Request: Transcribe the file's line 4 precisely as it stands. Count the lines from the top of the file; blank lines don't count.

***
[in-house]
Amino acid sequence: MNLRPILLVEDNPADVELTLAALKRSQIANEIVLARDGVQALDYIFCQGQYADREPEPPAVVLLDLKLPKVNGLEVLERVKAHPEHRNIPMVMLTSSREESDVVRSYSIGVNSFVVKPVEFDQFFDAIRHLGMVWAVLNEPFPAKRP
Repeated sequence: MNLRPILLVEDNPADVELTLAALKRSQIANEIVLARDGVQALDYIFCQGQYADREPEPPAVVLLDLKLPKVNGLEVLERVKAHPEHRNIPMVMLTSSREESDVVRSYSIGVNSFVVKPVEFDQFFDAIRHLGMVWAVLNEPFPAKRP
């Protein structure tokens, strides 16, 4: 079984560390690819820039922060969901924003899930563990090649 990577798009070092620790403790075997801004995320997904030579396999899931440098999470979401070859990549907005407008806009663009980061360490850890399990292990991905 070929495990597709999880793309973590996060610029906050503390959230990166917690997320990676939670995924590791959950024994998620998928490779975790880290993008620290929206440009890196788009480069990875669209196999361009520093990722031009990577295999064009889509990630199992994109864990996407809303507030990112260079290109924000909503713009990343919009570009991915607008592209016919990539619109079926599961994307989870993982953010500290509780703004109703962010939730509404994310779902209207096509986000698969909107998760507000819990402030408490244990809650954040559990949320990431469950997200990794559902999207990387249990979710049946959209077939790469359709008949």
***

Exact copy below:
């Protein structure tokens, strides 16, 4: 079984560390690819820039922060969901924003899930563990090649 990577798009070092620790403790075997801004995320997904030579396999899931440098999470979401070859990549907005407008806009663009980061360490850890399990292990991905 070929495990597709999880793309973590996060610029906050503390959230990166917690997320990676939670995924590791959950024994998620998928490779975790880290993008620290929206440009890196788009480069990875669209196999361009520093990722031009990577295999064009889509990630199992994109864990996407809303507030990112260079290109924000909503713009990343919009570009991915607008592209016919990539619109079926599961994307989870993982953010500290509780703004109703962010939730509404994310779902209207096509986000698969909107998760507000819990402030408490244990809650954040559990949320990431469950997200990794559902999207990387249990979710049946959209077939790469359709008949």